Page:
Major League Soccer hopes to announce plans in four to six weeks for a stadium in Queens for a 20th team.
The league and New York City have been involved in negotiations to build a stadium on a site in Flushing Meadows-Corona Park. MLS hopes a team there would start play in 2016 and be rivals of the New York Red Bulls, who play in Harrison, N.J.
”If we get this done, it will be in Flushing Meadow Park. There is no Plan B,” MLS Commissioner Don Garber told the Associated Press Sports Editors on Thursday.
Garber said the league hopes to have an agreement with New York City, with the New York Mets’ ownership group to use the parking lots at Citi Field and with an ownership group that would pay a $100 million expansion fee.
Several hurdles would remain, including New York City’s Uniform Land Use Review Procedure and consideration by the local Community Planning Board. The parkland used for arena would have to be replaced.
Mayor Michael Bloomberg supports the stadium. His term expires at the end of the year, and none of the candidates to succeed him has backed the project.
”I think it was really good that they didn’t say no,” Garber said. ”It shows that there’s some political value in not yet taking a stand.”
The revived New York Cosmos, who start play in the second-tier North American Soccer League on Aug. 3, are not discussing bidding to become the new MLS team. Garber said he speaks with the Cosmos owners but was dismissive of their efforts.
”The Cosmos are a very storied brand steeped in the past,” he said. ”Pele is not playing for them anymore, and neither is Franz Beckenbauer.”
On another topic, Garber said the sport must deal with a glut of soccer on American television, where MLS has national deals with ESPN, NBC and Univision. NBC takes over the English Premier League next season from FOX, which retains rights for the European Champions League and Europa League. BeIN Sport televises the Spanish, Italian and French leagues, GOL broadcasts the German Bundesliga and ESPN and Univision televise Mexican games.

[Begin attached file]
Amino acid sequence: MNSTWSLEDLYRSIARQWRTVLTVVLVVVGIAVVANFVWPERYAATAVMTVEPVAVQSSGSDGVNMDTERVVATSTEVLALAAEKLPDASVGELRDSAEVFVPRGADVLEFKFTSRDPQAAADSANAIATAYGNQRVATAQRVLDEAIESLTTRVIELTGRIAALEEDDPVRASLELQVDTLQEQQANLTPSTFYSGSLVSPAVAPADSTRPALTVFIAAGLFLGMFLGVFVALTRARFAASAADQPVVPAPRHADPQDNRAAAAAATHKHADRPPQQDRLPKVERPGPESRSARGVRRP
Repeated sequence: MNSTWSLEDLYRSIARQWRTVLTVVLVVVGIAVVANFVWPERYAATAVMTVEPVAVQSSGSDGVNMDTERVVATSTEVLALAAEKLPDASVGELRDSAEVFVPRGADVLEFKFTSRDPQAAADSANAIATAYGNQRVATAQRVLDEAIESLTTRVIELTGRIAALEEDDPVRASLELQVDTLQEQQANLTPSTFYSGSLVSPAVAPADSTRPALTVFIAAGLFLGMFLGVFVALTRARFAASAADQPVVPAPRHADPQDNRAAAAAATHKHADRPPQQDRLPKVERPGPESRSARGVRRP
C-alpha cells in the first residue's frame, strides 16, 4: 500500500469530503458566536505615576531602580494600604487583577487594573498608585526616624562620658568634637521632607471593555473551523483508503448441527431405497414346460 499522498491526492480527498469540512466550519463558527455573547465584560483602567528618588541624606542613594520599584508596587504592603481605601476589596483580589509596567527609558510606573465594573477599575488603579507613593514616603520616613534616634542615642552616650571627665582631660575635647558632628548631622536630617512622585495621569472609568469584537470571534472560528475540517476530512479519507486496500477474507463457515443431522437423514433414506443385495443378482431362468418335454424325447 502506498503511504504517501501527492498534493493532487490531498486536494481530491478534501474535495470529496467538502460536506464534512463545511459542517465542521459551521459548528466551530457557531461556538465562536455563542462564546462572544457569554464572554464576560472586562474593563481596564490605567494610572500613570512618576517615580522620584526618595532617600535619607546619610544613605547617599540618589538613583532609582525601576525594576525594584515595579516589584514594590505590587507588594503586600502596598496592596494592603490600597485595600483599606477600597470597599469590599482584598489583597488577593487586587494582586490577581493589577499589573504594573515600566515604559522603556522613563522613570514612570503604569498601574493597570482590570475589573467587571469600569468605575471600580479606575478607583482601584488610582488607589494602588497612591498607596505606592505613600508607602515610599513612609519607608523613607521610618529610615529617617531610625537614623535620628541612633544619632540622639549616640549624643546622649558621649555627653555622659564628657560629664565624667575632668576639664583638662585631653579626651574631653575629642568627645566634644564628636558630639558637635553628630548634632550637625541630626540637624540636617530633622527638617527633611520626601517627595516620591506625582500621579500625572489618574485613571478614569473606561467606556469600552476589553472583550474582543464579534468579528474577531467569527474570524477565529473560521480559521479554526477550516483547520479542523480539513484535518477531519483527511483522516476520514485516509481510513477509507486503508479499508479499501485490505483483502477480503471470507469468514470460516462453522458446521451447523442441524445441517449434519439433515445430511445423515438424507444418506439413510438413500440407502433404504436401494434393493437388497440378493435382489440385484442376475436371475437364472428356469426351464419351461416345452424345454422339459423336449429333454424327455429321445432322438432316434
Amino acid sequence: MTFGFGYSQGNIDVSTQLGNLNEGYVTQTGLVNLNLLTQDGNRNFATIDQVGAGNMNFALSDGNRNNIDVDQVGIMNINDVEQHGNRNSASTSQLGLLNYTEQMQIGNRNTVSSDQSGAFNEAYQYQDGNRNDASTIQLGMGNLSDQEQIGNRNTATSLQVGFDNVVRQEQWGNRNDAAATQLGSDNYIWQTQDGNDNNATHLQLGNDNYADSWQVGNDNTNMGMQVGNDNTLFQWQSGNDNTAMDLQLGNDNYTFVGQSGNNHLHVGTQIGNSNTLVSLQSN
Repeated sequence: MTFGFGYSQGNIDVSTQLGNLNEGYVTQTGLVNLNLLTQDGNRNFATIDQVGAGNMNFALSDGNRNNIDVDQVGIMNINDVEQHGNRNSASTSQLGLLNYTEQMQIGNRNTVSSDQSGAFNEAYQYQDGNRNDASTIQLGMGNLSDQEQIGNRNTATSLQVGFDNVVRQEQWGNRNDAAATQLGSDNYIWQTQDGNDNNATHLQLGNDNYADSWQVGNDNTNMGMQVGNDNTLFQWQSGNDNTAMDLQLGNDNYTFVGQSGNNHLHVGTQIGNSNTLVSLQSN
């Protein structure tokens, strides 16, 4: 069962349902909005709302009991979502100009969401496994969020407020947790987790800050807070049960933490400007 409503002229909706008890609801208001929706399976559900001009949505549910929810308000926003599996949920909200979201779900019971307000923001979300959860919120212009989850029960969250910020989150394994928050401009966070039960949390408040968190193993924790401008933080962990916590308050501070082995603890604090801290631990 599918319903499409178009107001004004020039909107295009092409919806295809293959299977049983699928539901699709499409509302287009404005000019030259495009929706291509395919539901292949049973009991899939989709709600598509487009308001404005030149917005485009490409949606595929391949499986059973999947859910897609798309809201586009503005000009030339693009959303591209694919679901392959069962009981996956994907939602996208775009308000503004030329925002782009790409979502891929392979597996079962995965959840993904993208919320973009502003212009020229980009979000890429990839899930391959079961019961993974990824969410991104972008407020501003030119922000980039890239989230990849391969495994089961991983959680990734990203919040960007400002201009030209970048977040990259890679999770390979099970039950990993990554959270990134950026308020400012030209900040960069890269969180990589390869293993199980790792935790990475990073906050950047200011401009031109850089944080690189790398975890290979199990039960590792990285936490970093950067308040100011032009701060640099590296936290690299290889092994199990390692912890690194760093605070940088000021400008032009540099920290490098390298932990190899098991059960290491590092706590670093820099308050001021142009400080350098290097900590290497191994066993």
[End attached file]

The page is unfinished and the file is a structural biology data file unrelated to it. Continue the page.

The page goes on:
”There’s more soccer on television than any other sport by far,” Garber said. ”You’ve got European soccer. You’ve got Mexican soccer. You’ve got Major League Soccer. There’s way too much soccer on television. I think all of us got to figure out a way to narrow that window so you can get a situation like the NFL has, a couple of days a week, short schedule, something that’s very compelling and very targeted.”
Garber said each MLS team is now required to invest $2 million annually to develop and fund an academy program for youth players and reserve teams.
”They get the fact that for America to be competitive, our youth need to be better,” Garber said. ”We’ve got lots of people that play. Frankly, our youth teams, U.S. teams, are not good enough. We didn’t qualify for the U17s, we didn’t qualify for the U20s, we didn’t qualify for the Olympics.”
Garber said MLS, like other leagues, is grappling with the changes of technology and the impact on media, including the shift in readers from print to Internet.
He held a Twitter question-and-answer session during Tuesday’s Champions League match between Barcelona and Bayern Munich, and was surprised when he was questioned by Santos Laguna forward Heculez Gomez, who played for several MLS teams before shifting to the Mexican league in 2009.
”Why are my rights still owned by KC (Wizards)? ??” Gomez tweeted, referring to Sporting Kansas City’s right of first refusal should he return to MLS.
Garber has been pushed by his staff to embrace new media.
”I probably would have preferred not to have had a public engagement with an ex-player, who frankly we’re trying to get back into the league, and then have to discuss contract terms with him on Twitter,” he said. ”I think technologies will continue to change. What’s Twitter today and important today will be something else three years from now, whether it’s Reddit or some of these other vehicles that are popping up in nanoseconds and we don’t know what it will look like five years from now, and then all of us are going to have to find ways to adapt.”
But goal-line technology is not on the horizon for the league because it’s too expensive. The estimated cost is about $260,000 per stadium to install, and $3,900 per game to operate.
”It had us take a step back and pause and try to figure out is the value of having goal-line technology worth investing millions and millions and millions of dollars for the handful of moments where it’s relevant?” Garber said. ”And our view has been that we’re going to wait and see how it works out. We certainly don’t need to be the first league that has it.”